The National Quality Standard (NQS) makes it essential for Early Childhood Education and Care (ECEC) services and educators to understand, and help children learn about, the history, culture and contemporary lives of Aboriginal and Torres Strait Islander people. Australian Aboriginals have eaten native animal and plant foods for an estimated 60,000 years. Our Bush Tucker range celebrates this cultural knowledge and traditions by allowing Educators to quickly incorporate traditional bush foods into their curriculum.
Did you know an uncooked witchetty grub tastes like scrambled eggs but taste like popcorn and almonds when cooked?
Witchetty grubs are found in the roots of the witchetty bush (Acacia kempeana) and some river red gums. Harvested all year round, great care is taken to ensure that the witchetty grub tree isn’t harmed when collecting the grubs never digging up more than three of the bush’s shallow roots at any one time. Gathering between 1-6 grubs into their coolamons per bush.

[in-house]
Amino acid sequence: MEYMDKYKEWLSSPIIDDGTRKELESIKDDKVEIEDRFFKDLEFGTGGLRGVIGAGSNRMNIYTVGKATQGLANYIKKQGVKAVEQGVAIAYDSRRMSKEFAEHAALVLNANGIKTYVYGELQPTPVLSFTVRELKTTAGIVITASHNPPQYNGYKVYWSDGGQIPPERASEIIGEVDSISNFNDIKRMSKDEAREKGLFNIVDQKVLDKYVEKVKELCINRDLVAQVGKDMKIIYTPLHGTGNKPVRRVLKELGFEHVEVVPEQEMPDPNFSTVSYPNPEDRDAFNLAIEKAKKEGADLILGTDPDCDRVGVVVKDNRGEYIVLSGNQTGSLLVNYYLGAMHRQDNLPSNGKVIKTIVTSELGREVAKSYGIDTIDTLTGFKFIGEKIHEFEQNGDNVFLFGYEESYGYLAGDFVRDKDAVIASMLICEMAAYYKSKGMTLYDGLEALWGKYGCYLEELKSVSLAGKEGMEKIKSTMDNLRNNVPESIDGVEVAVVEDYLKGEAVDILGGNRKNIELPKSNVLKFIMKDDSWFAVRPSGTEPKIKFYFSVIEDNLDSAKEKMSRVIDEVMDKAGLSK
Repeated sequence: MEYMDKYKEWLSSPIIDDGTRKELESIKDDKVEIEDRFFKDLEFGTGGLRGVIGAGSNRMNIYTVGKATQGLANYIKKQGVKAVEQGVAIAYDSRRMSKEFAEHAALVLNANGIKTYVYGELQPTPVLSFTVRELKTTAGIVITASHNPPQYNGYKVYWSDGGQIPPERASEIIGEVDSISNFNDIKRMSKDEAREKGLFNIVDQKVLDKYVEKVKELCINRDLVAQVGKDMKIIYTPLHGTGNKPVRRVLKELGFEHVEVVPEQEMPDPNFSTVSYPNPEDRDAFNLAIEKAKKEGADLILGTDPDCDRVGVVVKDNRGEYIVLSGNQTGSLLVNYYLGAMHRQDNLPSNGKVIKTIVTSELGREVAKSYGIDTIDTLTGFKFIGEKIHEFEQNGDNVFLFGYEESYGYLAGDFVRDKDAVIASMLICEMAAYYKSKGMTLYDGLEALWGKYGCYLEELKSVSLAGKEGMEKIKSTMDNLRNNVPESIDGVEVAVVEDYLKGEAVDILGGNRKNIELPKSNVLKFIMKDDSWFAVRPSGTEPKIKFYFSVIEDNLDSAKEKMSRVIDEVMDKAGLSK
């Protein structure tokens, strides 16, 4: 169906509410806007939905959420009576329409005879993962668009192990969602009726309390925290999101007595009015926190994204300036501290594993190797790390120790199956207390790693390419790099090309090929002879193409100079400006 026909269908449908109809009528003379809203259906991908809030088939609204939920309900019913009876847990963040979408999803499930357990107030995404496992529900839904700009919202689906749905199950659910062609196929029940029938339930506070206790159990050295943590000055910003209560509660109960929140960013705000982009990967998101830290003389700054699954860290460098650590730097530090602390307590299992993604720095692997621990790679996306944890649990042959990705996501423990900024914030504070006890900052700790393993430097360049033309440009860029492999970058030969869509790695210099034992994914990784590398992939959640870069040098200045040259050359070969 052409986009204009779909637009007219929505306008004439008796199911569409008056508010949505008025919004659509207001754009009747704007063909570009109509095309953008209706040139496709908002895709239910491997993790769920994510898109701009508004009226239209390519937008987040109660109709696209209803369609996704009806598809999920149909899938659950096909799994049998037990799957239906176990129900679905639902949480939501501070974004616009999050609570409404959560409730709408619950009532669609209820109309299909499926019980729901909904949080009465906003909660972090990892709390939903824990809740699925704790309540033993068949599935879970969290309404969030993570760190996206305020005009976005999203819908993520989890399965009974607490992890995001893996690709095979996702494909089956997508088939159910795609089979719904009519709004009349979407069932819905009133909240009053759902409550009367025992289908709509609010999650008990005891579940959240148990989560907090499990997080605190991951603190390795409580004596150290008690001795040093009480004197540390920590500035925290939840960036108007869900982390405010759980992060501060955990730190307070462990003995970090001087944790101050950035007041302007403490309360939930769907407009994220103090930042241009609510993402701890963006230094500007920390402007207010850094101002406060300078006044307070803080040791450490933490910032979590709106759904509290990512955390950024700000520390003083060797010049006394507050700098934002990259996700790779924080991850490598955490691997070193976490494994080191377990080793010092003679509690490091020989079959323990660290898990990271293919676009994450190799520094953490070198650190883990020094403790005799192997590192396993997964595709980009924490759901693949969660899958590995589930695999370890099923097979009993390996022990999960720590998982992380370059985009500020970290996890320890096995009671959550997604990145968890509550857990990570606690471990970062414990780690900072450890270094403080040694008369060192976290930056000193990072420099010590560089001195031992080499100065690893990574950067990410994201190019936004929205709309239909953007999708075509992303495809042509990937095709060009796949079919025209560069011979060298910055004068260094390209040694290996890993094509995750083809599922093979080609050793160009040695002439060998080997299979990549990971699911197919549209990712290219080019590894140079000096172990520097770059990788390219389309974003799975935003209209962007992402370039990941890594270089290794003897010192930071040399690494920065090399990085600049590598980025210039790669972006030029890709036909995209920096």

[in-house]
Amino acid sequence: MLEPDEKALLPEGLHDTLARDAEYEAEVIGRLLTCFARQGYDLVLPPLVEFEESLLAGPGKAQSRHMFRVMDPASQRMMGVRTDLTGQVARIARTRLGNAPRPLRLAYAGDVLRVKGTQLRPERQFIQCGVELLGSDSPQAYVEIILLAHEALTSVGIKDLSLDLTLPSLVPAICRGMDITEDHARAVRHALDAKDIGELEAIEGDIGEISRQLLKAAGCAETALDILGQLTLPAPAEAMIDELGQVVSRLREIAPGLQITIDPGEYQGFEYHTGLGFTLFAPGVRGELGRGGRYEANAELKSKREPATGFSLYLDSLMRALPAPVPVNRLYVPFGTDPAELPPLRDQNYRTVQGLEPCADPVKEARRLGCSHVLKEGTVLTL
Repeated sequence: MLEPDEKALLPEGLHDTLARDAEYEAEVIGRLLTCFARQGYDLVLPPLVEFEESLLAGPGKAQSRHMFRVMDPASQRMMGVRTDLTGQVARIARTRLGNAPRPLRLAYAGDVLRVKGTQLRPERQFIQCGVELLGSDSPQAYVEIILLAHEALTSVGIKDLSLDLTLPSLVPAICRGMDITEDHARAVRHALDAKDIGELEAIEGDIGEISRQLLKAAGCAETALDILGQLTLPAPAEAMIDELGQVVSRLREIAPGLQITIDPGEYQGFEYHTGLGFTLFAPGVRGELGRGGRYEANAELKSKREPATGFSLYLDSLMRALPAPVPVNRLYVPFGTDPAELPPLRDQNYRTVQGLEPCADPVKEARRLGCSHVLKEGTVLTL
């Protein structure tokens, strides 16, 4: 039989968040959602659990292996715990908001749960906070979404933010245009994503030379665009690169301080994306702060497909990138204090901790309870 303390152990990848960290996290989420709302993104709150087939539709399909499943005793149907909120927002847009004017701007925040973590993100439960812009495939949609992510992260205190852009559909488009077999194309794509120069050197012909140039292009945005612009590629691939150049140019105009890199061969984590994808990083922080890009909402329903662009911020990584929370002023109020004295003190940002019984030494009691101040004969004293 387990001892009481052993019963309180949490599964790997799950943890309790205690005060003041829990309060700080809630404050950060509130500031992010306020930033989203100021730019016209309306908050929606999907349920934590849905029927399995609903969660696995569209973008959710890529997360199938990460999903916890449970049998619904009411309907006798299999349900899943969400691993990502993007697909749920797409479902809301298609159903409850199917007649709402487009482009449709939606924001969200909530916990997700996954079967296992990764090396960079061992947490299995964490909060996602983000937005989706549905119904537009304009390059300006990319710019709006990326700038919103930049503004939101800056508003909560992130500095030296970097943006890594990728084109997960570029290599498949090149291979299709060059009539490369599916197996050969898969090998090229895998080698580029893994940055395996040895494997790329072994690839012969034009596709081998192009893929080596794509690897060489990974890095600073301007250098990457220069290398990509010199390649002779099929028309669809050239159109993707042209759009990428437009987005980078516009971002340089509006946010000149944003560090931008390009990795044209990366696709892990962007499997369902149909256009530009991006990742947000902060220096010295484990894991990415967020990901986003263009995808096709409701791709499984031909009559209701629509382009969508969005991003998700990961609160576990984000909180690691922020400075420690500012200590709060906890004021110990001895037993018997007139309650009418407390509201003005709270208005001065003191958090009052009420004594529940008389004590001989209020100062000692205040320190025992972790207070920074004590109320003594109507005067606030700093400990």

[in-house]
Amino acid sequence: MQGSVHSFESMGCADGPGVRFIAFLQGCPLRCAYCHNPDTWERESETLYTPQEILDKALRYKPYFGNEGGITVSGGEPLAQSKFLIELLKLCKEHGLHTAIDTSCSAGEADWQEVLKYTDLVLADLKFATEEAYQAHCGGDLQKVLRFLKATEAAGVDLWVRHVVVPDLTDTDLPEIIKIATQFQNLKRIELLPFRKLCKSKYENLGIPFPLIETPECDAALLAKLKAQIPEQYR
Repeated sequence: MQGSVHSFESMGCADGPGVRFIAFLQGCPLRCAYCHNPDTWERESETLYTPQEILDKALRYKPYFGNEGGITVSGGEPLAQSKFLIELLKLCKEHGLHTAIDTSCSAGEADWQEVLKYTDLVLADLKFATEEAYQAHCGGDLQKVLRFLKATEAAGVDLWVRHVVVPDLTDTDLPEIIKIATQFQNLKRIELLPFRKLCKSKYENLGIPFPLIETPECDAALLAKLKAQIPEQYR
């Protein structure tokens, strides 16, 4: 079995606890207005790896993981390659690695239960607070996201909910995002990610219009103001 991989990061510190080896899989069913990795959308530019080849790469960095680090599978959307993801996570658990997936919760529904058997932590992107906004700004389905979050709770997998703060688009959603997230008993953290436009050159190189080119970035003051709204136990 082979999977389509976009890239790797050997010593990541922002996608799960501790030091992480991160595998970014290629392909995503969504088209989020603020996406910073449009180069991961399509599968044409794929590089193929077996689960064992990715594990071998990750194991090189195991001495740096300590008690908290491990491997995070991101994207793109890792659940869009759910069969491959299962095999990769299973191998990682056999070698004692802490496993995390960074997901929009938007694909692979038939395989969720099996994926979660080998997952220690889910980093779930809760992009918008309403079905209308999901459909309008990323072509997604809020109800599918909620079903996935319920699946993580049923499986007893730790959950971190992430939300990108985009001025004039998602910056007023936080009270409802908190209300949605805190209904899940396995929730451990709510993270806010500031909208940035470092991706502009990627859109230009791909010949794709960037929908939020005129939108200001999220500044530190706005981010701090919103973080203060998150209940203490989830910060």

Witchetty grubs are extremely rich in easily assimilated proteins and fats (it has 38% protein and nearly 40% fat) and are one of the best known bush tucker foods. The Witchetty Grub is actually the larva (caterpillar) of a large cossid wood moth and generally only found in Central Australia however other ‘grubs; are found and eaten in other areas.
Witchetty Grubs are also used as bush medicine when crushed into a paste, and spread over a burn or wound. Witchetty grubs feature in many dreamtime stories and as an Individual totem to be protected.
Items are handmade as such subtle differences occur.
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Witchetty GrubBy: Megan Liston on 2 August 2019These are of high quality and are a welcome addition to our Indigenous Resources.